Apple, Samsung, and Xiaomi all stated that they were removing chargers from their smartphone boxes to help save the environment.
This endeavour was not just a failed attempt at greenwashing, but it was also a much more insidious scheme to generate even more money than people believe.
When Apple decided to remove the charging brick from the box of their smartphone, people and other smartphone makers, such as Samsung and Xiaomi, mocked them, calling them greedy, and promoting the fact that, unlike their competitors, they do include a charging brick.
A few months later, the very smartphone makers who had previously derided Apple began doing or rather, mimicking exactly what Apple had done.
Greenwashing is the marketing of a corporation or organisation to make it appear more environmentally friendly or ecological (more natural, healthier, chemical-free, recyclable, less wasteful of natural resources, etc.) when its operations pollute the environment.
This is true of all manufacturers, not just technology companies.
Customers end up buying the current charger separately, with its own packaging and shipping, because they expect their new device to recharge at the fastest possible rate, while smartphone makers enhance the charging capability of their devices year after year.
People may infer that Apple, Samsung, Xiaomi, and others of its ilk are abandoning chargers in order to make a few extra cash from increasing charger sales.
That is, however, a fairly cursory assessment of the situation.
Things are actually a lot more subtle than that.
This is why:
When we update to new phones, the majority of us either exchange or sell our prior phones.
By eliminating the charger from new phones, corporations like Apple and Samsung are inadvertently making it more difficult for someone else who might be interested in buying a used phone.
Manufacturers are attempting to persuade secondhand shoppers to purchase a brand new charger from them.
People nowadays find it difficult to purchase used phones without a charger included in the box; most people would avoid such a deal if they could.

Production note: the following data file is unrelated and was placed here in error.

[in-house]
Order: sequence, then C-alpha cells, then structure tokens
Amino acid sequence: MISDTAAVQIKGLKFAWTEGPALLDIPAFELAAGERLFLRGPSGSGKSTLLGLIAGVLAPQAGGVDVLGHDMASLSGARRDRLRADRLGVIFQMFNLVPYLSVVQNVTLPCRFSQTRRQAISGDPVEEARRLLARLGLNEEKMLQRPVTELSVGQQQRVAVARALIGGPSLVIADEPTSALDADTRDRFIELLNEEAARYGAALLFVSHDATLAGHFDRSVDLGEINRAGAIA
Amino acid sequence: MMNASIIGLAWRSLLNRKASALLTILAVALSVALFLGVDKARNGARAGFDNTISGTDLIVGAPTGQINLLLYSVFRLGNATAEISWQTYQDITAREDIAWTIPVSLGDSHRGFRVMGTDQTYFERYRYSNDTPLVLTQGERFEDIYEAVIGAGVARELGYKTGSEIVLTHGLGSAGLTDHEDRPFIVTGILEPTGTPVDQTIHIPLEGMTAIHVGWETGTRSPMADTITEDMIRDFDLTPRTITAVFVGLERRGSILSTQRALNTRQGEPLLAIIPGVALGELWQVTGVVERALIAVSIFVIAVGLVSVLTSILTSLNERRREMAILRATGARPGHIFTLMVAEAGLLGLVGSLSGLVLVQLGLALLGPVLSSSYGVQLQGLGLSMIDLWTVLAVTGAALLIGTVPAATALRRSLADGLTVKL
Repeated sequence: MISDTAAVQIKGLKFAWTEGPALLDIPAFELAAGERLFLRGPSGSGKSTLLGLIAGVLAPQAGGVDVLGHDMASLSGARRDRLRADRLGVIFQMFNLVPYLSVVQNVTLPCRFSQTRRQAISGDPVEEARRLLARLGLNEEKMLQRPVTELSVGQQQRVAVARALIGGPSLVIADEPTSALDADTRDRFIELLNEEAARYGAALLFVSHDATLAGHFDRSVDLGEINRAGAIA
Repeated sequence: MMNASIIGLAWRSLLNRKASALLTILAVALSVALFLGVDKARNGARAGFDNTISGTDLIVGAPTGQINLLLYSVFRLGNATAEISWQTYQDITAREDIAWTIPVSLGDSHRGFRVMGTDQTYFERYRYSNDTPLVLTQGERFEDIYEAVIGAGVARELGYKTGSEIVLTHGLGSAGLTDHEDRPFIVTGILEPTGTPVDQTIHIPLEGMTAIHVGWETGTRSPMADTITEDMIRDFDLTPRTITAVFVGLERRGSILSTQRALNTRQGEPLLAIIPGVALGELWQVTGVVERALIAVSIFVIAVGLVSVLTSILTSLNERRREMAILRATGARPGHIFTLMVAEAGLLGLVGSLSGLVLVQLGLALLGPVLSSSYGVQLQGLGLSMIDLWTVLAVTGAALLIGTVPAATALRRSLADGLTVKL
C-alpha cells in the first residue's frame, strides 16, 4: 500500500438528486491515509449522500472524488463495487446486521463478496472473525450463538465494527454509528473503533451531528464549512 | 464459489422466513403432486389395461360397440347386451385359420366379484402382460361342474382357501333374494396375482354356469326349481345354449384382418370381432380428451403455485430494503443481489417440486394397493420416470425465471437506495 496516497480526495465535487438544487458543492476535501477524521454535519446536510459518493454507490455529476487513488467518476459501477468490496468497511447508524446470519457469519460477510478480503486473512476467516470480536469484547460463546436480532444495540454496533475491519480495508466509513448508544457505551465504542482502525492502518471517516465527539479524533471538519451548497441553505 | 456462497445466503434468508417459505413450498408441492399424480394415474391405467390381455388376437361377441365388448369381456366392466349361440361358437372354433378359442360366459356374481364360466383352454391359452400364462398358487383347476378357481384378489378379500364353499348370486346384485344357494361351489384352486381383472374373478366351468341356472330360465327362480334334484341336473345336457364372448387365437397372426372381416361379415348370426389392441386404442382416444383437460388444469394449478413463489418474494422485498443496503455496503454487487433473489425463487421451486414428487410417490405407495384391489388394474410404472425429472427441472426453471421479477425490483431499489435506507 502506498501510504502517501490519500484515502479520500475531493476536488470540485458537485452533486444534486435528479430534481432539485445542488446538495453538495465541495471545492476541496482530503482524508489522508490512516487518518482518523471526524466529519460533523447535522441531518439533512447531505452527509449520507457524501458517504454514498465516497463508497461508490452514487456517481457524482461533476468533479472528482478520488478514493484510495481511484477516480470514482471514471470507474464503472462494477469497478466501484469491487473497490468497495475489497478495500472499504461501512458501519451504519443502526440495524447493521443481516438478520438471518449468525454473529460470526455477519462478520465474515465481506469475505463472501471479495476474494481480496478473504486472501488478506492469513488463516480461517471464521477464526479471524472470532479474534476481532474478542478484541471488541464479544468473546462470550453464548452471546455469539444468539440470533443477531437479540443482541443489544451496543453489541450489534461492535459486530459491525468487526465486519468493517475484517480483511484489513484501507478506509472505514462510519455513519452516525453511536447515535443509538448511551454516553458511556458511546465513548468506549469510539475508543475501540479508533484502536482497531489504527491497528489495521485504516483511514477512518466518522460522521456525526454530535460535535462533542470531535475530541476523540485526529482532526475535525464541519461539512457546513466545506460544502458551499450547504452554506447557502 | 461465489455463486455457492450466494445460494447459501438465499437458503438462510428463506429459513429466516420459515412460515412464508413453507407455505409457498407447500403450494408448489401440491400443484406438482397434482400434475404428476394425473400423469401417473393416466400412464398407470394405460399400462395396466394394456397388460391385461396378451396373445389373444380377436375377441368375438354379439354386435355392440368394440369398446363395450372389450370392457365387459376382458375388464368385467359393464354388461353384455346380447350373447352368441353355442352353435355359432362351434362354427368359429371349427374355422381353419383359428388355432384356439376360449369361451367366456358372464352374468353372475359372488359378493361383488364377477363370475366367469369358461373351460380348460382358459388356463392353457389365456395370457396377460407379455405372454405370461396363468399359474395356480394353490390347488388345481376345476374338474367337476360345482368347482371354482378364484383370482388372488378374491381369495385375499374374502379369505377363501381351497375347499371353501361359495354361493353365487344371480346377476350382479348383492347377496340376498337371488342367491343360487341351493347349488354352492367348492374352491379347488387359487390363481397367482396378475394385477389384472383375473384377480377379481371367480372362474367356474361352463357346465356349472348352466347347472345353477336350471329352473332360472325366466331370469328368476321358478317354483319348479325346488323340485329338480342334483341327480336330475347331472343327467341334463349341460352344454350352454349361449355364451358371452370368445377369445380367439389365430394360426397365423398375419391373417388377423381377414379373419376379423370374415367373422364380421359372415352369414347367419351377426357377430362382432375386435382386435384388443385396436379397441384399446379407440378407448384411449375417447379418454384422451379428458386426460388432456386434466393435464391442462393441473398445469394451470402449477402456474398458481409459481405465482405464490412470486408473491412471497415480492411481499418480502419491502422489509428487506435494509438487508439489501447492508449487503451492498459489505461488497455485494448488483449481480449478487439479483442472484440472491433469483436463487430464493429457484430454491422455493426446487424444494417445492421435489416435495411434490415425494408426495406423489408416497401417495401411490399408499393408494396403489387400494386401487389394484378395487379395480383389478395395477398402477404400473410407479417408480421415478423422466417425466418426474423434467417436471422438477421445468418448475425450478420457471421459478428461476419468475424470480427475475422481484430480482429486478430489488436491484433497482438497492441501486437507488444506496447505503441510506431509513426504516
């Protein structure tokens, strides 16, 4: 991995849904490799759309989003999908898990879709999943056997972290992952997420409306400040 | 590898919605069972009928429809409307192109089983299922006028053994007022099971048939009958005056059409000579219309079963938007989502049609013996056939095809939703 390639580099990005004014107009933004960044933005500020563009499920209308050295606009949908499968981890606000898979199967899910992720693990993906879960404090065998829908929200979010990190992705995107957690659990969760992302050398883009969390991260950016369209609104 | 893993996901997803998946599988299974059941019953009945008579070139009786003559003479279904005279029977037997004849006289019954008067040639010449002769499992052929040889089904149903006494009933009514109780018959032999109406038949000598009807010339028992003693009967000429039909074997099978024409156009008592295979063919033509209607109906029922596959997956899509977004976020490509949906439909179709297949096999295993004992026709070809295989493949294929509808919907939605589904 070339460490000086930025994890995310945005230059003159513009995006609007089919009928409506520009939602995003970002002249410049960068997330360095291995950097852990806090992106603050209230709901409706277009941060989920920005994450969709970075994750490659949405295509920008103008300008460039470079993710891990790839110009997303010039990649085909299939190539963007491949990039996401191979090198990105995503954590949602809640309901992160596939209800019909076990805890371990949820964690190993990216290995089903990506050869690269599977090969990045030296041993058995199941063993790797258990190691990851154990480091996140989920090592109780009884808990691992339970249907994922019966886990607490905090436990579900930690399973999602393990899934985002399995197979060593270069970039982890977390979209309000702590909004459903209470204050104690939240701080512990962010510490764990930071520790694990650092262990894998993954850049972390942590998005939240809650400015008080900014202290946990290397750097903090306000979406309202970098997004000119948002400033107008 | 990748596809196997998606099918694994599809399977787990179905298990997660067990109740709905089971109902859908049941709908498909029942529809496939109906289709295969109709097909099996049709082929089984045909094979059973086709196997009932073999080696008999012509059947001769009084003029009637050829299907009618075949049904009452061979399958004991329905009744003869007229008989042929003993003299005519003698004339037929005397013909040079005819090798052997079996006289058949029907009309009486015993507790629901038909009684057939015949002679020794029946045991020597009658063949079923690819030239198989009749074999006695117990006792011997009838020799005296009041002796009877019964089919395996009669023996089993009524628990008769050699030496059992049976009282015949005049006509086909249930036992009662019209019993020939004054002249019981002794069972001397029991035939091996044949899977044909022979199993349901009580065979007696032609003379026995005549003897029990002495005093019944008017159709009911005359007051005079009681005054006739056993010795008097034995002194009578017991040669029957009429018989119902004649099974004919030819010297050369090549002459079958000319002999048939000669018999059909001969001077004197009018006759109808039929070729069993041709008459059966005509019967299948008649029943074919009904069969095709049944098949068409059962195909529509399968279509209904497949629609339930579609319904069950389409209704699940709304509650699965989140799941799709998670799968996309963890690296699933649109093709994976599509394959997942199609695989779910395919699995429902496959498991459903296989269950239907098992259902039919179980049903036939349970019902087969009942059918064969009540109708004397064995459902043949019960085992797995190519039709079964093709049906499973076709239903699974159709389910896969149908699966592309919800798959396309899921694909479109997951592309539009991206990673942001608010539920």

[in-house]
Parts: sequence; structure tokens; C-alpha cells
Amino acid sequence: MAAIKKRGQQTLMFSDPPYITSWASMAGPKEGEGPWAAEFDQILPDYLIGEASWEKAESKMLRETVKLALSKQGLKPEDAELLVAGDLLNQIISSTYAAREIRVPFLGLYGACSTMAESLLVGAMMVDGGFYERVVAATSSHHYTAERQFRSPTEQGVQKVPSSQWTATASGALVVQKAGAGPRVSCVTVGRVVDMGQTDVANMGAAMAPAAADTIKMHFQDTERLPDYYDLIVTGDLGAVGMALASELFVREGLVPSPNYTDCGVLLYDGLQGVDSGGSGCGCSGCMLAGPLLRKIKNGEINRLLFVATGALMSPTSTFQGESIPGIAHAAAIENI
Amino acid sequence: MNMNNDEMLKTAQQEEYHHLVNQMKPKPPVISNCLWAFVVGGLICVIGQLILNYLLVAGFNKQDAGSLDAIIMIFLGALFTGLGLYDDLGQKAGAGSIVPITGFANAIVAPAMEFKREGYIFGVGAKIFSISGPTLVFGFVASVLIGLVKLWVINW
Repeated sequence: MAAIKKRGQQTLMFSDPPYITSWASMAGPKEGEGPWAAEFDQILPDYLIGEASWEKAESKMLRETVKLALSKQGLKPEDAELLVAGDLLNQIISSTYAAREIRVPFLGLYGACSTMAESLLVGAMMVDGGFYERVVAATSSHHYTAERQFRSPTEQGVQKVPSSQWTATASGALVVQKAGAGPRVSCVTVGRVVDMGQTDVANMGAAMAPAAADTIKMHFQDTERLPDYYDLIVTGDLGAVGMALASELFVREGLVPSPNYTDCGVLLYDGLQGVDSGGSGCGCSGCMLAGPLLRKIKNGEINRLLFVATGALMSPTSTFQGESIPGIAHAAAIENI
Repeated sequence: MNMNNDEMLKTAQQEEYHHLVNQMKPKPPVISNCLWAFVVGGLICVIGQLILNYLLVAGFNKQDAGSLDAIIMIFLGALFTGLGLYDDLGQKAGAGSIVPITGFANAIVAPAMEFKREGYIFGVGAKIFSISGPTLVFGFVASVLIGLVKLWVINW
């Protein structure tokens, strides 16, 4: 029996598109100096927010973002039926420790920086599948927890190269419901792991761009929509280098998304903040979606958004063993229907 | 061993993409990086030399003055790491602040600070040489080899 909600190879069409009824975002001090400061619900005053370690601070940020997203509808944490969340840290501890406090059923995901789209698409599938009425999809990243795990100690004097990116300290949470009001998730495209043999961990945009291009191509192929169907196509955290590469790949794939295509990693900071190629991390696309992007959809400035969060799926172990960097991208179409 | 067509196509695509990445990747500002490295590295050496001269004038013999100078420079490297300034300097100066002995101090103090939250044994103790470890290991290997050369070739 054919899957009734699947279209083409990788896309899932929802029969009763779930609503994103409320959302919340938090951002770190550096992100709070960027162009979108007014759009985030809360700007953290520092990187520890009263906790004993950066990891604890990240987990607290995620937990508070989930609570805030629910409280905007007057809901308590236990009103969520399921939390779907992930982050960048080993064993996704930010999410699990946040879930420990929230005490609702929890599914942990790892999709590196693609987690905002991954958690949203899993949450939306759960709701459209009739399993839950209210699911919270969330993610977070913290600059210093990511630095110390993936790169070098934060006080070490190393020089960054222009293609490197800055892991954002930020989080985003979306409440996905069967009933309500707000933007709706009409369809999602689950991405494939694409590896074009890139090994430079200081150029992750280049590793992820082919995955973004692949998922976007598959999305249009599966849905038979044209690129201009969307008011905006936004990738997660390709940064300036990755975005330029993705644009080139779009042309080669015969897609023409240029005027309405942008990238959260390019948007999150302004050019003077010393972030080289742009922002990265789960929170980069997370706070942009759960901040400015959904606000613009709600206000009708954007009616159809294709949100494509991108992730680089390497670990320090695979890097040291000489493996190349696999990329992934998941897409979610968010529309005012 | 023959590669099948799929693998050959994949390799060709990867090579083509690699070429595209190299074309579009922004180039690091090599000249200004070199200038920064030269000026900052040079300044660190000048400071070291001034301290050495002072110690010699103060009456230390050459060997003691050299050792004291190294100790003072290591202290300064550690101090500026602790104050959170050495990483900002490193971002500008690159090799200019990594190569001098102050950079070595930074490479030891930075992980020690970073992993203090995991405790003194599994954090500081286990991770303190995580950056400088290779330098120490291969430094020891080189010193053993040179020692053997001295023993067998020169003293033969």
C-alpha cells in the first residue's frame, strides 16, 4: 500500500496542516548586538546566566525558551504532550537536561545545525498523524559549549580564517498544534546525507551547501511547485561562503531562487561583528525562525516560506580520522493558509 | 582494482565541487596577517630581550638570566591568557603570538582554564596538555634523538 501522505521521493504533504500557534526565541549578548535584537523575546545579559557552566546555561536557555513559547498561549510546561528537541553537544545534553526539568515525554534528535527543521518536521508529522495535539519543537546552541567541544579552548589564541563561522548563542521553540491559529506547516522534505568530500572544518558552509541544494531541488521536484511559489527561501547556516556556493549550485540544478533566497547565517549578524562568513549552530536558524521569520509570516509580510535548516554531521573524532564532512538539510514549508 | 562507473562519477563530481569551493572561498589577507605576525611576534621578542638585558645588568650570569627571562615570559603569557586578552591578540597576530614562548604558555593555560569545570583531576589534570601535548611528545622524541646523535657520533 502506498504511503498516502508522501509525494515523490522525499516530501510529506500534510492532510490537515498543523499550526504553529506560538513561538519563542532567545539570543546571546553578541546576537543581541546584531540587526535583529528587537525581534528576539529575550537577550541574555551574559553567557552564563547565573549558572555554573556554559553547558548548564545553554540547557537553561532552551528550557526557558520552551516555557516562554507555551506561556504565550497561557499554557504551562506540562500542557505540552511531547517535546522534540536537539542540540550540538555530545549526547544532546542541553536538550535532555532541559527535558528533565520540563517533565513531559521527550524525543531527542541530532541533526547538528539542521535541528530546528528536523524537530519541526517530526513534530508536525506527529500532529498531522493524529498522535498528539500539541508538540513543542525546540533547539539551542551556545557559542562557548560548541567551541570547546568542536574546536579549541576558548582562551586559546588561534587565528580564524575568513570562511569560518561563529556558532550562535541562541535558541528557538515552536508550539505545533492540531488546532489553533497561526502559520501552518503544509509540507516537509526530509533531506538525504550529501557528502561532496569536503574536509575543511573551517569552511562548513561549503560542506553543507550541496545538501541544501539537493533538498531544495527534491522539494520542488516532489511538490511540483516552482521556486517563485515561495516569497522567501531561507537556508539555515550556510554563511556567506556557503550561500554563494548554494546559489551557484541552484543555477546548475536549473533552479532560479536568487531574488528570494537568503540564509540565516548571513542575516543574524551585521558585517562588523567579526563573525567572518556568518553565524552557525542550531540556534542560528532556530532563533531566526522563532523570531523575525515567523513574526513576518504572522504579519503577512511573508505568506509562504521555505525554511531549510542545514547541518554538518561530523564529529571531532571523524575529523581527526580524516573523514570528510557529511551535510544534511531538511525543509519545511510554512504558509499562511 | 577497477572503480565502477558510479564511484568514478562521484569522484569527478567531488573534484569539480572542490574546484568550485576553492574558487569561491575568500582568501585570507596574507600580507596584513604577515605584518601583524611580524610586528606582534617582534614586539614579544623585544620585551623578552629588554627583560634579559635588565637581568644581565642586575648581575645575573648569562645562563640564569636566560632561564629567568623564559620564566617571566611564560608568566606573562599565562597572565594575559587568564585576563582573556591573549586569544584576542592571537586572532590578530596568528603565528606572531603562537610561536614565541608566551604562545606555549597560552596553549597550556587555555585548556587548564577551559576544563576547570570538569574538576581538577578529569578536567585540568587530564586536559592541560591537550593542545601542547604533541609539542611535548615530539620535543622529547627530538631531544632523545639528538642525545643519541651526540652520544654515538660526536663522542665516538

Increasing sales of wireless earphones/headphones
Smartphone makers have deleted the accompanying headphones that they used to supply, arguing that they want to reduce their boxes as much as possible.
Although most modern smartphones lack a 3.5mm jack, this did not prevent them from including a pair of USB-C headphones.
Because the chargers have already been removed, smartphone manufacturers now have an excuse to remove the headphones as well.
Would you rather buy a pair of Bluetooth headphones or earphones, or a pair of USB-C headphones?
Certain smartphone manufacturers even offer combo deals in which you can buy one of their latest devices and receive a pair of TWS earphones for a fraction of the price.
Exclusive charging mechanisms
Apple is definitely opposed to USB-C, at least when it comes to incorporating it into its iPhones.
They’d much rather you use the Magsafe charger to charge your iPhones.
Apart from having its own packaging and everything, the Magsafe doesn’t come with a charging brick, so you’ll have to buy one separately if you want to use it.
Having said that, technology businesses do engage in environmental initiatives.
However, we should not expect these firms to benefit financially from these activities.
Tech corporations, like any other business, will never pass up an opportunity to make more money through sales, even if it means harming the environment.